Twitter’s new reply downvotes option could be made available to more users very soon, with reverse engineering expert Jane Manchun Wong recently spotting this introductory screen in the back-end code of the app.
As you can see here, the new intro screen outlines how reply downvotes work – which are not designed to be a dislike option, as such, but more a measure of how valuable each tweet reply is, and what it adds, or doesn’t, to the overall user experience.
Twitter’s been testing reply downvotes with selected users over the last few months, sparking various questions over how it could be applied, and what it might mean for tweet engagement.
As Twitter explained to SMT back in July:
“We’re hoping to better understand what people believe are relevant replies, and how that matches up to what Twitter suggests as most the relevant replies under a Tweet.”
The critical element here is that up and downvotes won’t be public – and more than that, Twitter says that they won’t impact the ranking of individual replies, at least not in the immediate term.
So what’s the point then?
Well, eventually, they could make tweet replies more engaging. Sometimes, when you check out the responses to a viral tweet, you might see a bunch of scam tweets, or people complaining about their accounts being hacked or penalized, or calls for help for random causes.
Maybe that makes the reply threads less engaging, and if Twitter could better highlight the most responsive tweets in each, that could encourage even more conversation around each topic, and get more users tweeting more often by focusing on the best discussion prompts, and downranking the rest.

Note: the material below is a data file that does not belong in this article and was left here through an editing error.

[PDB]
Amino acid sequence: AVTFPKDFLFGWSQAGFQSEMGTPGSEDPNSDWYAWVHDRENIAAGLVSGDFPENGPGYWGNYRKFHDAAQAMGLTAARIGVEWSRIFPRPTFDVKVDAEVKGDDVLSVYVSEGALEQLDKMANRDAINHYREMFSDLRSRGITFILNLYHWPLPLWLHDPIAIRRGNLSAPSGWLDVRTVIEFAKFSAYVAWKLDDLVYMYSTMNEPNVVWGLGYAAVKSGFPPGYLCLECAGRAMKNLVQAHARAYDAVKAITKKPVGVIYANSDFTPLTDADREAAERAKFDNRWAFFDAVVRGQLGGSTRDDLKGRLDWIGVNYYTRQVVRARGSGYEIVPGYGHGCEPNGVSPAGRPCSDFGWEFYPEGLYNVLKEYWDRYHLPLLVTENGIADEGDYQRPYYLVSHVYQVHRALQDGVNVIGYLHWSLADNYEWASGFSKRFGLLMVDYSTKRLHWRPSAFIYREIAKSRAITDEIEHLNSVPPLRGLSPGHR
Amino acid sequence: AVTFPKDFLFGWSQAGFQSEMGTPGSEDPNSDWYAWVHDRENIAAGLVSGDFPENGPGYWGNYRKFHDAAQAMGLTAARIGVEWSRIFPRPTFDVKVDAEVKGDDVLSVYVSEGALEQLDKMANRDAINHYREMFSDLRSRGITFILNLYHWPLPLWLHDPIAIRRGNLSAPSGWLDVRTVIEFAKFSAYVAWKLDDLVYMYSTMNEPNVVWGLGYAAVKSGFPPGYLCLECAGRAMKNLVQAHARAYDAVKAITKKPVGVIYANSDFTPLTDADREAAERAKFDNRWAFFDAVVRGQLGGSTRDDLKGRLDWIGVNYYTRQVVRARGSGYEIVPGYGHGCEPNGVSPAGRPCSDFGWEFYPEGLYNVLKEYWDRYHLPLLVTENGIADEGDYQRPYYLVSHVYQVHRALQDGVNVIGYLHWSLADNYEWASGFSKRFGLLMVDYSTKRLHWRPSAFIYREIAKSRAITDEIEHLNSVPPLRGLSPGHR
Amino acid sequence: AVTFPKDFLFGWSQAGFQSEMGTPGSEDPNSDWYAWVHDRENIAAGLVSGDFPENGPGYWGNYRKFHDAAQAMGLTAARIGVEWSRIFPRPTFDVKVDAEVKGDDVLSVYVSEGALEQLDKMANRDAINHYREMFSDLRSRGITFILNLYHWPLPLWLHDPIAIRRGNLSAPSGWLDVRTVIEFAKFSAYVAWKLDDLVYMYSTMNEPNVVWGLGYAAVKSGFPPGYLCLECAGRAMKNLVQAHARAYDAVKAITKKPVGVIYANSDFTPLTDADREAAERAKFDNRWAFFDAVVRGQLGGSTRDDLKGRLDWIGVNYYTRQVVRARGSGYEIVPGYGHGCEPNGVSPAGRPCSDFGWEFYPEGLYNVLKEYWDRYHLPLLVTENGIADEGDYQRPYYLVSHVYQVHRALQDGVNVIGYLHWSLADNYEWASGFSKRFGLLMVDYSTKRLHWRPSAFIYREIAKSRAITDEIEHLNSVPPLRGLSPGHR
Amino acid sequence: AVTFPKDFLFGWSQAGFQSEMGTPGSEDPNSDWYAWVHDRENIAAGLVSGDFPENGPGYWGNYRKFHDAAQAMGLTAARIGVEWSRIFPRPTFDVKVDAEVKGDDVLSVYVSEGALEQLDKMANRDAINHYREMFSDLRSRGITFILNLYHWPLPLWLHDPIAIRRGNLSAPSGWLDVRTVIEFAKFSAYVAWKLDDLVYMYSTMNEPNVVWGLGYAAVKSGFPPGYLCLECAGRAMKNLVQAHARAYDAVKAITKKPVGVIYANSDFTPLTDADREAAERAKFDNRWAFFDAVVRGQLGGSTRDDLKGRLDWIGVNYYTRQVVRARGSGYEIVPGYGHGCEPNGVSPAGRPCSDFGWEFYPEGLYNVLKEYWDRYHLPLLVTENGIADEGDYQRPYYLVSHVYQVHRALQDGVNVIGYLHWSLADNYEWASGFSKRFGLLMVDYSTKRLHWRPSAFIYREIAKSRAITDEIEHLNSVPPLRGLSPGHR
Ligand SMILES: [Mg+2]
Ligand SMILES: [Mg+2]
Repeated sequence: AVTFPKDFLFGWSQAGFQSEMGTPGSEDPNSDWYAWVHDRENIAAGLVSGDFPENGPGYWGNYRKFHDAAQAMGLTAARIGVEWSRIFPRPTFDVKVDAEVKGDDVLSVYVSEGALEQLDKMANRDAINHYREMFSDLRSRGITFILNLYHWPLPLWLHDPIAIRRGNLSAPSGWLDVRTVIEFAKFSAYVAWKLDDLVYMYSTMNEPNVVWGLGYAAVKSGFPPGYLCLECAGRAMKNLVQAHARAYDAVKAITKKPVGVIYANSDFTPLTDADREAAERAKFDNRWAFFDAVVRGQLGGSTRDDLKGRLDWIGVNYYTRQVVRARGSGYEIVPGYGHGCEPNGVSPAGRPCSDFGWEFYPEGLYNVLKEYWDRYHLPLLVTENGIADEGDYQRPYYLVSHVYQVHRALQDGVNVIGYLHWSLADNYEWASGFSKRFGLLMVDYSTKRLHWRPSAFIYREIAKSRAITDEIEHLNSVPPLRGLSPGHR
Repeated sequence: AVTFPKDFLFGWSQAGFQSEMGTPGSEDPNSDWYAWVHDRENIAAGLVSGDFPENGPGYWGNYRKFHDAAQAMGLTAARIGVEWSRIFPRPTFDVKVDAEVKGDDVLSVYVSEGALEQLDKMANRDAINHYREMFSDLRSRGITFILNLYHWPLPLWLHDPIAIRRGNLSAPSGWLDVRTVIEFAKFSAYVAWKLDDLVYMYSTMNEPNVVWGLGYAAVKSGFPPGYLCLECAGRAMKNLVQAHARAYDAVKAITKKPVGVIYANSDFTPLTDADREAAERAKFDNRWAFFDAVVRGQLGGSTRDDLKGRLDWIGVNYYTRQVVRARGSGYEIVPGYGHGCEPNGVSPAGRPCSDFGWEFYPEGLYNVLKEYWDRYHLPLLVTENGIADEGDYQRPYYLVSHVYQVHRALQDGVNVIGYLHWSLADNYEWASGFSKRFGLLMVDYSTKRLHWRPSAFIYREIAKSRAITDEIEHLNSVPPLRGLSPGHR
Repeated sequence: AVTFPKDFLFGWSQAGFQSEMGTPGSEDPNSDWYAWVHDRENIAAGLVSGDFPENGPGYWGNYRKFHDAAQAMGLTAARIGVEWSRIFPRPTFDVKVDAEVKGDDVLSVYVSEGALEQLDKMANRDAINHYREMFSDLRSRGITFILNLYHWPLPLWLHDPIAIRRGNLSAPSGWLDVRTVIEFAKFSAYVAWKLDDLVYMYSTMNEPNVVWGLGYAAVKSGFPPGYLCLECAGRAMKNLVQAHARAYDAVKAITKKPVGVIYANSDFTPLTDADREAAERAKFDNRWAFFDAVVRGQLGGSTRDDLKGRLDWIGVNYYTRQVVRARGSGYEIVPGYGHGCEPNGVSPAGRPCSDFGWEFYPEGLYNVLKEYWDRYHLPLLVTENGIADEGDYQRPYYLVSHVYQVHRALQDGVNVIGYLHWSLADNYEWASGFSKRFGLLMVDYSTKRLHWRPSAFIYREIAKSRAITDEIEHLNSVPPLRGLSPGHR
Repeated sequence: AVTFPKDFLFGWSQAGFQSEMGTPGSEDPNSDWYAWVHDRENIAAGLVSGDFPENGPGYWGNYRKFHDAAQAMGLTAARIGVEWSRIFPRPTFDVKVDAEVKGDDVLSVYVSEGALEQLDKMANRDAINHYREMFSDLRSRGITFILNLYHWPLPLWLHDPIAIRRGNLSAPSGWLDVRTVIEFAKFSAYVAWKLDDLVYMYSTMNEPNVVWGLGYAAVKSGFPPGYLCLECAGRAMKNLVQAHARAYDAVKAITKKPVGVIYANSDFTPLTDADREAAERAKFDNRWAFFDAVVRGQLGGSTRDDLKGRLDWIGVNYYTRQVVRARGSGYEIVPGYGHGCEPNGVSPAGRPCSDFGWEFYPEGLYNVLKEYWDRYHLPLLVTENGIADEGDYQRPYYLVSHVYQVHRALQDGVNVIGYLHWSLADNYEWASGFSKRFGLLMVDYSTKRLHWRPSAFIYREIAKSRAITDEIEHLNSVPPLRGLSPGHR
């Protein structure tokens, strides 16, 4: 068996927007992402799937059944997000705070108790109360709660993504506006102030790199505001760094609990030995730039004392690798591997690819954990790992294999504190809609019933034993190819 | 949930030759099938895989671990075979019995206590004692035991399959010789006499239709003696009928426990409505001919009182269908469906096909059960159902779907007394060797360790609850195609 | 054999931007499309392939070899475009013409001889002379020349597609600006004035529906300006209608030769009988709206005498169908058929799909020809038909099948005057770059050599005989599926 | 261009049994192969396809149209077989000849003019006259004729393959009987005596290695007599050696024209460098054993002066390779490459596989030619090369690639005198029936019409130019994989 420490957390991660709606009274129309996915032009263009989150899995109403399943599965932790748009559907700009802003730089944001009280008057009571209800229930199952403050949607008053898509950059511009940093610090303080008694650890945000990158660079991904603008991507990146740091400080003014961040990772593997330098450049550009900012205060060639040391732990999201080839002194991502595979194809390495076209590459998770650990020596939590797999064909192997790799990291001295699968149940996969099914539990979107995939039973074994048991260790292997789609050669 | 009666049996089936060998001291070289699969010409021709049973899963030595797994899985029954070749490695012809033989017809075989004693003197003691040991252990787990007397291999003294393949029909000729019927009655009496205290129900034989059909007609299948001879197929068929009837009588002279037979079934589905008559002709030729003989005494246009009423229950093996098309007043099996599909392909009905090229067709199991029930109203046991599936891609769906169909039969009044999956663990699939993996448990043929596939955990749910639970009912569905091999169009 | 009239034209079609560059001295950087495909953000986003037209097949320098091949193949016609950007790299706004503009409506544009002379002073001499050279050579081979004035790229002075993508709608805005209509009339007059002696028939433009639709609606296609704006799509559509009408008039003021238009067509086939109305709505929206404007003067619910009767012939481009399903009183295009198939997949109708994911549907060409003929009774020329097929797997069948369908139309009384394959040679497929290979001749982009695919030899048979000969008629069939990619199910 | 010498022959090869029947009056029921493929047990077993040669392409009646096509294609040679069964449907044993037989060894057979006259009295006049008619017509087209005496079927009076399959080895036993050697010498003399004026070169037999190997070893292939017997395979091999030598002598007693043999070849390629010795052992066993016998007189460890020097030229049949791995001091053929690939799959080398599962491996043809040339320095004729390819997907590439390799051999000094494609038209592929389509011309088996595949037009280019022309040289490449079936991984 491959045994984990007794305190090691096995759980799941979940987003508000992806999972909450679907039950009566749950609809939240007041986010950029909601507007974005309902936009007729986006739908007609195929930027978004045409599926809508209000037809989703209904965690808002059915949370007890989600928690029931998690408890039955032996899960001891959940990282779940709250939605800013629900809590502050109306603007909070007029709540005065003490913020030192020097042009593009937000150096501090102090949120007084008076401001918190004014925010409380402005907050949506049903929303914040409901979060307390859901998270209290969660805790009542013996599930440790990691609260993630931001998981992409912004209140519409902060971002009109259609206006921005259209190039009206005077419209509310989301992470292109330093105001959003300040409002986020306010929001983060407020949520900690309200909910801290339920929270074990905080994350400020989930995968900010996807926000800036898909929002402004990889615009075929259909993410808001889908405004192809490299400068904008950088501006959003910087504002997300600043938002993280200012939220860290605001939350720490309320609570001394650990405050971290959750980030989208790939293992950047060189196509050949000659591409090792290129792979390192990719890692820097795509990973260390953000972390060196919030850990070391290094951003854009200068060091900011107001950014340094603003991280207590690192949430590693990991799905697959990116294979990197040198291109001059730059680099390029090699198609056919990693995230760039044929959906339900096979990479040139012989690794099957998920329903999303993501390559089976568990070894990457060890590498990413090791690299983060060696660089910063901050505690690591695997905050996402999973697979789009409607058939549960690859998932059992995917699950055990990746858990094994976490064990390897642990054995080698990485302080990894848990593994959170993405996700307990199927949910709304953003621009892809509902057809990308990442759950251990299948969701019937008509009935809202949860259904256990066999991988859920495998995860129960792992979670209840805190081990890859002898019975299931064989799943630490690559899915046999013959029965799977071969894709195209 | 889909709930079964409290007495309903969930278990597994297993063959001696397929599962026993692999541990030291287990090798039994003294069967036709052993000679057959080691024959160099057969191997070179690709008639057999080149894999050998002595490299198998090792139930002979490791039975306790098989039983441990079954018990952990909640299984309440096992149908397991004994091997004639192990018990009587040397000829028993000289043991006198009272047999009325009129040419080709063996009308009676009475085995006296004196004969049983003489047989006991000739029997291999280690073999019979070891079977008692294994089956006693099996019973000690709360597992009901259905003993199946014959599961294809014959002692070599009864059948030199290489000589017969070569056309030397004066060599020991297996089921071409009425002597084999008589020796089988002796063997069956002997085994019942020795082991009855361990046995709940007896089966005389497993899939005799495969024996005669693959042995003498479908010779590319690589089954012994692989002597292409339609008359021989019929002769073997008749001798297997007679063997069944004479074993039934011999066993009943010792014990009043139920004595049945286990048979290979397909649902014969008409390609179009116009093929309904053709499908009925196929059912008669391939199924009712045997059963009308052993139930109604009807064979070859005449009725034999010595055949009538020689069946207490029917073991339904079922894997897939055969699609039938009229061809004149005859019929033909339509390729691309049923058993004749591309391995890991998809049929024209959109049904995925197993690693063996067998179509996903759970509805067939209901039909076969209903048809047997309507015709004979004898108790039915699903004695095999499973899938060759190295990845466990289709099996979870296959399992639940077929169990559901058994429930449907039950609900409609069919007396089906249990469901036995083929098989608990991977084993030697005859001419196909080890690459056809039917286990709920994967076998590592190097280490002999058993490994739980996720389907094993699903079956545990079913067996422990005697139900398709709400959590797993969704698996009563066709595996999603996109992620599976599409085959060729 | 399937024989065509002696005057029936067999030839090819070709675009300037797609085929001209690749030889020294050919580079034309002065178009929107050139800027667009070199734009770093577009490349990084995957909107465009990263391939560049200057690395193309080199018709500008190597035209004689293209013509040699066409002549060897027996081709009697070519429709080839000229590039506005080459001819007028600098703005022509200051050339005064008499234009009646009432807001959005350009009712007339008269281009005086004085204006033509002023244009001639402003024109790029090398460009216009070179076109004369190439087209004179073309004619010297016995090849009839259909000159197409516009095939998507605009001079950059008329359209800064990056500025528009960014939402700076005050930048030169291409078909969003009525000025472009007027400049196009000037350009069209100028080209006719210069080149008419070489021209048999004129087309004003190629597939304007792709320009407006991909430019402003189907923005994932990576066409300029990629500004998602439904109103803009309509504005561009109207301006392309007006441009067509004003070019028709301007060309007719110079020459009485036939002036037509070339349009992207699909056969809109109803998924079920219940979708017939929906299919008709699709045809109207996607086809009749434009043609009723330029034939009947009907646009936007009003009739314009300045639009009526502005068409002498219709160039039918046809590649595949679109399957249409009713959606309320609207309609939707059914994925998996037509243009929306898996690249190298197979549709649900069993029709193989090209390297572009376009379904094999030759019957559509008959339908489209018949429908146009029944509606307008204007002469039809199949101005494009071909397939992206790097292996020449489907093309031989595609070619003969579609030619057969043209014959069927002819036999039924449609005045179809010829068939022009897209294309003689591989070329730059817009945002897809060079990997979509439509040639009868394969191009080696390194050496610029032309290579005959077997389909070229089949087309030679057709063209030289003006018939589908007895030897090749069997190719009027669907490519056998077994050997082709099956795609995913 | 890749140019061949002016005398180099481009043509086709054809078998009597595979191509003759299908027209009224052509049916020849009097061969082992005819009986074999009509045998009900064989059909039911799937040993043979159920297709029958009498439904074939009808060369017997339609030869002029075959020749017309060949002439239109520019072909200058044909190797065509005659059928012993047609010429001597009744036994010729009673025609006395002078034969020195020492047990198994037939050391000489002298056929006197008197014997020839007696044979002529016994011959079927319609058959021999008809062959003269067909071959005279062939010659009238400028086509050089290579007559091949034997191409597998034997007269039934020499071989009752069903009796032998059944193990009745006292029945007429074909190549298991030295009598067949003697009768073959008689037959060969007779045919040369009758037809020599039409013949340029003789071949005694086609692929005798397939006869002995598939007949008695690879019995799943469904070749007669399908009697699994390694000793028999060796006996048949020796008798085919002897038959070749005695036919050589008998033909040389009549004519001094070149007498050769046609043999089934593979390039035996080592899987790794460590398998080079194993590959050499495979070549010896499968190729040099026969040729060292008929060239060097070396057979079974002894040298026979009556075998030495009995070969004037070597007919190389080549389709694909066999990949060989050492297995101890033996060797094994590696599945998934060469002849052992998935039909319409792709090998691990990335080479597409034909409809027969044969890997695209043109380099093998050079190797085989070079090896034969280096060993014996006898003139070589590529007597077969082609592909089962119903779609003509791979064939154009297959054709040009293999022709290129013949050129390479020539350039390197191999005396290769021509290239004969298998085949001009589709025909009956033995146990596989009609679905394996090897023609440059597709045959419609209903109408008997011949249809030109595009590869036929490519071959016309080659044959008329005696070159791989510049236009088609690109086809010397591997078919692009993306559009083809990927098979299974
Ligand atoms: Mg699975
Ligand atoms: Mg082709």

At the same time it could also be confusing. Again, Twitter’s reply downvotes are not a vote of endorsement or disapproval of each individual statement and comment, but that nuance may be difficult to communicate if Twitter does indeed roll the option out on a broader scale.
But maybe that’s actually the point – maybe, as a broad research tool, Twitter will be able to glean more insight into the various elements that people respond to negatively in the app, and indicate, through downvotes, that they want to see less of in their feeds. That could then guide the platform’s future direction on algorithmic and other initiatives – and Twitter’s given itself a level of flexibility in how such response data is used by not tying any definitive action to usage of its downvote option.
It could end up being a valuable research tool in this respect, without being linked to any direct result. Maybe, then, Twitter will learn more about user preferences for future development.
It could well end up being a valuable tool, even if people misuse it, deliberately or not.
Seems like we’ll soon find out either way. We’ll keep you updated on any progress